Icecap; Nevada Test Site History DOE/NV - - 1212
Las Vegas, NV: National Nuclear Security Administration, Nevada Site Office, Office of Public Affairs, 2007. Presumed First Edition, First printing thus. Single sheet, printed on both sides. Format is approximately 8.5 inches by 11 inches. Illustrations and text on both sides. The Nevada Test Site was the primary testing location of American nuclear devices from 1951 to 1992; 928 announced nuclear tests occurred there. Of those, 828 were underground. (Sixty-two of the underground tests included multiple, simultaneous nuclear detonations, adding 93 detonations and bringing the total number of NTS nuclear detonations to 1,021, of which 921 were underground.) The site is covered with subsidence craters from the testing. The NTS was the United States' primary location for tests smaller than 1 Mt (4.2 PJ). 126 tests were conducted elsewhere, including most larger tests. Many of these occurred at the Pacific Proving Grounds in the Marshall Islands. The last atmospheric test detonation at the Nevada Test Site was "Little Feller I" of Operation Sunbeam, on July 17, 1962. Icecap would have been a joint United States - United Kingdom underground nuclear test planned for 1993. Icecap would have been the 929th nuclear test at the Nevada Test Site. Icecap was scheduled in the 20 to 150 kiloton range. The blast would have vaporized the diagnostic rack and melted the rock around it. There were a total of 24 joint tests at the Nevada Test Site. The Icecap emplacement tower remains in Area 1 at the Nevada Test Site. Condition: Very good.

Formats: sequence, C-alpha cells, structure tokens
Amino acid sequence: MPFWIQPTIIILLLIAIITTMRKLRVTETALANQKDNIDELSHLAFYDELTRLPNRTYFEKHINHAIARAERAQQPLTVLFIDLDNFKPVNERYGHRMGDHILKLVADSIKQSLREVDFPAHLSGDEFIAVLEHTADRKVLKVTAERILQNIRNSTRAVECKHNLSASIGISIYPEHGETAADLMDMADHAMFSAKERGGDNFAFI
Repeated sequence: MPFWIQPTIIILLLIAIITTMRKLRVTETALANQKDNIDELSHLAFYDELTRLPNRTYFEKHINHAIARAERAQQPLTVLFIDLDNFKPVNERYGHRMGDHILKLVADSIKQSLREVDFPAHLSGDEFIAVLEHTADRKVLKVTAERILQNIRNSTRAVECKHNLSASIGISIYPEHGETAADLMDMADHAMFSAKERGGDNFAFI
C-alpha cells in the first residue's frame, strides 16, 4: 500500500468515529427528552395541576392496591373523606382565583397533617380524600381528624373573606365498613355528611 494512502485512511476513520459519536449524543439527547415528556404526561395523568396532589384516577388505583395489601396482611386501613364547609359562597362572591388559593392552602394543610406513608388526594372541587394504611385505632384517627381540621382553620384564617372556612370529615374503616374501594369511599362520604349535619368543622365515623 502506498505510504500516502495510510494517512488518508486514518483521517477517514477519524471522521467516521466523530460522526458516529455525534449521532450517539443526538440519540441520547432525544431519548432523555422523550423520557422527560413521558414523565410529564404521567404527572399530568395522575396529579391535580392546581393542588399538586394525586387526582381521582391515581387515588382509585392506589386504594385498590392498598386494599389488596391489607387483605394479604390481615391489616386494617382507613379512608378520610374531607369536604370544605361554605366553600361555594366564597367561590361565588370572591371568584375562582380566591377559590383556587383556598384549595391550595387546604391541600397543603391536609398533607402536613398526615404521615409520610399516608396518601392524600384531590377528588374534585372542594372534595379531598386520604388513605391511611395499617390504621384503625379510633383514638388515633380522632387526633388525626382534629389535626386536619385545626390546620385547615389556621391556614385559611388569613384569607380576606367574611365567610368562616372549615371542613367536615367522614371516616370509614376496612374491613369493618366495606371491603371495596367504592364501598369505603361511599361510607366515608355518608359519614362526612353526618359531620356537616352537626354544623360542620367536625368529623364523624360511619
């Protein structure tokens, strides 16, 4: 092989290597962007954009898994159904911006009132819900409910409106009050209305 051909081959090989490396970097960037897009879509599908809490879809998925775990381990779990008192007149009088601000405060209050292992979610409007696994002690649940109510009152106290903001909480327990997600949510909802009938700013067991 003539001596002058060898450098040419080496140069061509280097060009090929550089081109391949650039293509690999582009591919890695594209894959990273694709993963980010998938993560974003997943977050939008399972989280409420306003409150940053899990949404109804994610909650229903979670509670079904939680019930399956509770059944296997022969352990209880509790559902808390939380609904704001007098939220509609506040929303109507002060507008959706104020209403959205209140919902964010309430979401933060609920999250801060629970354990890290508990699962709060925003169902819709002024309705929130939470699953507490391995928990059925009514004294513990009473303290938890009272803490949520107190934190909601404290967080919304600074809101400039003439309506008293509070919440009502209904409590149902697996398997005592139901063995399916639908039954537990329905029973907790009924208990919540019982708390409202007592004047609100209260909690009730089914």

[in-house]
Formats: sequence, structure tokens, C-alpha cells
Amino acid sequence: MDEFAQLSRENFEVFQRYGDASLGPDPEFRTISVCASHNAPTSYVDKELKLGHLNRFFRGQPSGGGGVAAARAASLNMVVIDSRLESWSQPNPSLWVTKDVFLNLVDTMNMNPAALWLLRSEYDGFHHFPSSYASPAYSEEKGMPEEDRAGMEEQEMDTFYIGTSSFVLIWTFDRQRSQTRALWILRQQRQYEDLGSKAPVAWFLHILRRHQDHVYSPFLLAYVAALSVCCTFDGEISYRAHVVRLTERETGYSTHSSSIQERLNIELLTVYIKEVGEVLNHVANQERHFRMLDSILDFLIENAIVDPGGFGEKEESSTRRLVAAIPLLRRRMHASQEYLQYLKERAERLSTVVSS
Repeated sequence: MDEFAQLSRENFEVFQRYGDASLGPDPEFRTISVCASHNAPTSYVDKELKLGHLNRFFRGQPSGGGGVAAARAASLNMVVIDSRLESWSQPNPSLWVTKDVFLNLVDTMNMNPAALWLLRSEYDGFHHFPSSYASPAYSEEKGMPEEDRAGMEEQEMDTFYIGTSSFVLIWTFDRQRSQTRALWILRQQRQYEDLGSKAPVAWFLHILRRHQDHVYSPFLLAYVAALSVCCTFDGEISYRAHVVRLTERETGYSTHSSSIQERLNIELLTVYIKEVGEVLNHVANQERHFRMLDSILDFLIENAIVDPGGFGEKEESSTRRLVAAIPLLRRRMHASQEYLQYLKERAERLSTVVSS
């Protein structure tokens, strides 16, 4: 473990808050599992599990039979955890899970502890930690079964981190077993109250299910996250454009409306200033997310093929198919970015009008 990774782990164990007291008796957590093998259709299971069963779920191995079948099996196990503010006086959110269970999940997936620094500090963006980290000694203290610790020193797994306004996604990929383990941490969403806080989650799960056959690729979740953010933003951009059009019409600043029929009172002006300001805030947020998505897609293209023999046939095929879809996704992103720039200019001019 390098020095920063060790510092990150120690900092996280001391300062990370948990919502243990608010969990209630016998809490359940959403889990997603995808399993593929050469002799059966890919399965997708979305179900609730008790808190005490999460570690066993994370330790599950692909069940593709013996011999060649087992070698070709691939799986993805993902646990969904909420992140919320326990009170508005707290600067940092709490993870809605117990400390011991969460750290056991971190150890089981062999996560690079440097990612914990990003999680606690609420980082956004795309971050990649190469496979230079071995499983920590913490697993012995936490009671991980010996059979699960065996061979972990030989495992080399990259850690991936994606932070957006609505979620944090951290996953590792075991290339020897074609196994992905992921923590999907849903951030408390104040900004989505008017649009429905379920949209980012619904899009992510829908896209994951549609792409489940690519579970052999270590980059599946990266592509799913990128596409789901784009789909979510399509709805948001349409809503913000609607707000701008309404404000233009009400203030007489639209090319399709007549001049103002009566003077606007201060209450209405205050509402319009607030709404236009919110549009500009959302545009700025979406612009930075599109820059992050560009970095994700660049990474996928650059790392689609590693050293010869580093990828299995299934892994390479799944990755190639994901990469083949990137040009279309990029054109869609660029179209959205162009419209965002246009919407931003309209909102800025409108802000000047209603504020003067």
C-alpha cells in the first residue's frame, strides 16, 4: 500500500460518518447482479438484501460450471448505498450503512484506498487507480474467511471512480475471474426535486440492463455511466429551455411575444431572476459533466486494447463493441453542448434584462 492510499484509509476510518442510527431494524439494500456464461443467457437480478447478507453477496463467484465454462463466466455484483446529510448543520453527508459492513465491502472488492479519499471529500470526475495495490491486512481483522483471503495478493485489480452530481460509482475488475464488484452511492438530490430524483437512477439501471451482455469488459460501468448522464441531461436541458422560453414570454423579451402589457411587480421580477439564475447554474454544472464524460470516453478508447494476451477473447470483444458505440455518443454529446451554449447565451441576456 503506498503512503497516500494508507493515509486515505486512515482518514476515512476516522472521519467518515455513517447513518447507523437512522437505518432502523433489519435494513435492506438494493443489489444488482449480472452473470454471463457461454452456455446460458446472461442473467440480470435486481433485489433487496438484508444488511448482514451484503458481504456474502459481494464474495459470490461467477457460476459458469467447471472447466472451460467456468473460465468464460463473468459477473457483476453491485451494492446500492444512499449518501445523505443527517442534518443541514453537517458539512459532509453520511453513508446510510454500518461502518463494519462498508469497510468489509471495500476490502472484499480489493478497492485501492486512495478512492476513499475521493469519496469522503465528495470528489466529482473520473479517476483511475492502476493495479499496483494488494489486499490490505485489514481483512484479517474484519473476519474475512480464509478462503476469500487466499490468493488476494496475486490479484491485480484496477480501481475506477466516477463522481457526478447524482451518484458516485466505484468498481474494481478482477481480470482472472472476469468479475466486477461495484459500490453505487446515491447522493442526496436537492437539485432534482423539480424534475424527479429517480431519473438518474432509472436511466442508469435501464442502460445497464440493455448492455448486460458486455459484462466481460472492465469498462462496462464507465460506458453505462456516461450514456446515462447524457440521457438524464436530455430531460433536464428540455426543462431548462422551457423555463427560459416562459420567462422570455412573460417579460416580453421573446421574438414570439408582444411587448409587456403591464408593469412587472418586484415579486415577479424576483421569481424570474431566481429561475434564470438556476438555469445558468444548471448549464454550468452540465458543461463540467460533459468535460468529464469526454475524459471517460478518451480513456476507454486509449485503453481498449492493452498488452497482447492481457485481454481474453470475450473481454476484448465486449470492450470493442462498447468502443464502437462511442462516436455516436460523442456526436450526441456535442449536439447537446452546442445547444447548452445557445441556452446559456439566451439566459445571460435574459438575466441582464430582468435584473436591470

Keywords: Nevada Test Site, Atomic Energy, Joint U.S.-U.K. Test, Underground Nuclear Test, Icecap, Mutual Defense Agreement, Nuclear Device